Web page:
James Stewart's Job In Rear Window And Vertigo Was To 'Do Nothing Well'

After James Cameron cast Leonardo DiCaprio as Jack in "Titanic," the young actor approached Cameron and wanted to make some changes to the script. Specifically, he thought his character should have "some affliction," which would allow him to really get stuck into the role. Cameron's response was characteristically curt: "You gotta learn how to hold the center and not have all that stuff, this isn't 'Richard III.' When you can do what Jimmy Stewart did or Gregory Peck did, they just f****** stood there. They didn't have a limp or a lisp or whatever. Then you'll be ready for this, but I'm thinking you're not ready."

There's a lot of debate these days about what makes a movie star — and whether that's even a thing anymore. For whatever reason, it's not enough to just be an actor in a starring role. You have to have some ineffable quality that brings people to theaters just to see you in a movie. And once they're there, at least back in the golden age of Hollywood, you could "just f****** stand there," and it would be enough.

Cameron is right that actors like Stewart seemed to do a lot of standing around. The Hollywood legend's refined, easy demeanor usually provided scenes with enough energy without him doing much. This worked out great for his frequent director Alfred Hitchcock, who famously thought of actors as little more than posable props who "should be treated like cattle." Nobody could do nothing quite like Stewart, which Hitchcock naturally found one of his most appealing qualities.

The art of doing nothing

The two biggest Hitchcock movies featuring Stewart, "Rear Window" and "Vertigo," required their star to do a lot of standing and, in the case of the former, sitting around. In "Rear Window," Stewart spends the film inside his Greenwich Village apartment as photographer L. B. Jefferies, who watches what he believes is the murder of his neighbor's wife and the subsequent cover-up from his window. As such, there was a lot of looking and reacting required from the role, alongside some simple tricks to move the plot along. Specifically, Hitchcock relied on the Kuleshov effect coined by Russian filmmaker Lev Kuleshov whereby you place two unrelated images together and cut between them, allowing the audience to fill in the emotional gap.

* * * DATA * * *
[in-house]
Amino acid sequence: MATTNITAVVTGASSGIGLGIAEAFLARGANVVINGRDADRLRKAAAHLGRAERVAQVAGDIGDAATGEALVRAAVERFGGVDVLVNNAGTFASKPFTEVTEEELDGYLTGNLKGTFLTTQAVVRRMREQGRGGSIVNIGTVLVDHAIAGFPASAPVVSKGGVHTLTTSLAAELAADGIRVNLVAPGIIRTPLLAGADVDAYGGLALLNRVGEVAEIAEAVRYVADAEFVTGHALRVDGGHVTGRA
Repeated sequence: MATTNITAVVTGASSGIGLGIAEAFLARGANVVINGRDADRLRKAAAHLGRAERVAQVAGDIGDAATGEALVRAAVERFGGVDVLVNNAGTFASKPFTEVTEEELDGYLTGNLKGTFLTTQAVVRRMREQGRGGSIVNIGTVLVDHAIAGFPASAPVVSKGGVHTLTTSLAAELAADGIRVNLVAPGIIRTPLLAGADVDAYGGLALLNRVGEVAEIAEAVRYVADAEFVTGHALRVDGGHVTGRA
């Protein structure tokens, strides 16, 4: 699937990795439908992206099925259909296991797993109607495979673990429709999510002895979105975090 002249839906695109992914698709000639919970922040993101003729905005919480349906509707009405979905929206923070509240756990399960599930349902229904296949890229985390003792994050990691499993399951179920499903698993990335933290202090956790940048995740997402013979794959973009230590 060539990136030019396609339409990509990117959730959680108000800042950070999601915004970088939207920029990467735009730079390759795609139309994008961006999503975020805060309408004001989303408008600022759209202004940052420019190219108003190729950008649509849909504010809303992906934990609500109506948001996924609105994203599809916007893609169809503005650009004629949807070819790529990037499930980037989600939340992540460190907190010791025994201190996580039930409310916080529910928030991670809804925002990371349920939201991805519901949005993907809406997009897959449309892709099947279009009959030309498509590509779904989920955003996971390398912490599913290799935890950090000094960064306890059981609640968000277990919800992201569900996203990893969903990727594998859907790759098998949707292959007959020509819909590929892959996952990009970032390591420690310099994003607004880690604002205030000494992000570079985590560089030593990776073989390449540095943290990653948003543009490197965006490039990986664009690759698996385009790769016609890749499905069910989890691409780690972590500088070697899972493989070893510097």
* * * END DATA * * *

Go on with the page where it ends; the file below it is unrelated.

It was the same four years later with 1958's "Vertigo," in which Stewart spends almost the entire film befuddled, bemused, and generally caught off-guard without having much else to do. Hitchcock knew he could count on the leading man to do so with the kind of muted magnetism he required. As the director told film critic Francois Truffaut in an interview:

"When a film has been properly staged, it isn't necessary to rely upon the player's virtuosity or personality for tension and dramatic effects. In my opinion, the chief requisite for an actor is the ability to do nothing well, which is by no means as easy as it sounds."

Truffaut responded at the time by noting how in "Rear Window" and "Vertigo," Stewart wasn't "required to emote" and that "he simply looks — three or four hundred times — and then you show the viewer what he's looking at."

'So much of it is visual'

What Hitch and seemingly Truffaut understood about Stewart's performance was that if he did more than "nothing" in these "looking" shots, it would undermine the simple trick Hitchcock was using. For the Kuleshov effect to work at all, the actor reacting to the first image has to be able to do nothing and do it well. Too much in the way of acting and the audience is robbed of the chance to fill that gap themselves and have the scene's emotion unfold in their minds.

It all speaks to Hitchcock's apparent belief that actors are basically a kind of prop for the camera to shoot in whatever way he saw fit — a story-telling tool not much different from the physical props, scenery, or lighting. As he put it in the interview, the actors have to be ready to be "utilized and wholly integrated into the picture by the director and the camera." In this view of filmmaking, the camera is king, and Jimmy Stewart got that. The veteran actor spoke about "Rear Window" some 30 years after shooting it, saying: ”The wonderful thing about it is that so much of it is visual, you really have to keep your eye open in the film, because it's a complicated thing."

Stewart clearly understood that his lines weren't the most important part of his Hitchcock movie roles and that the "visual" element was. And while Hitchcock's filmmaking ability is, of course, the key to his movies' enduring acclaim and popularity, no one could "just f****** stand there" quite like James Stewart. Without that subtle skill, "Rear Window" and "Vertigo" just wouldn't be the classics we know and love.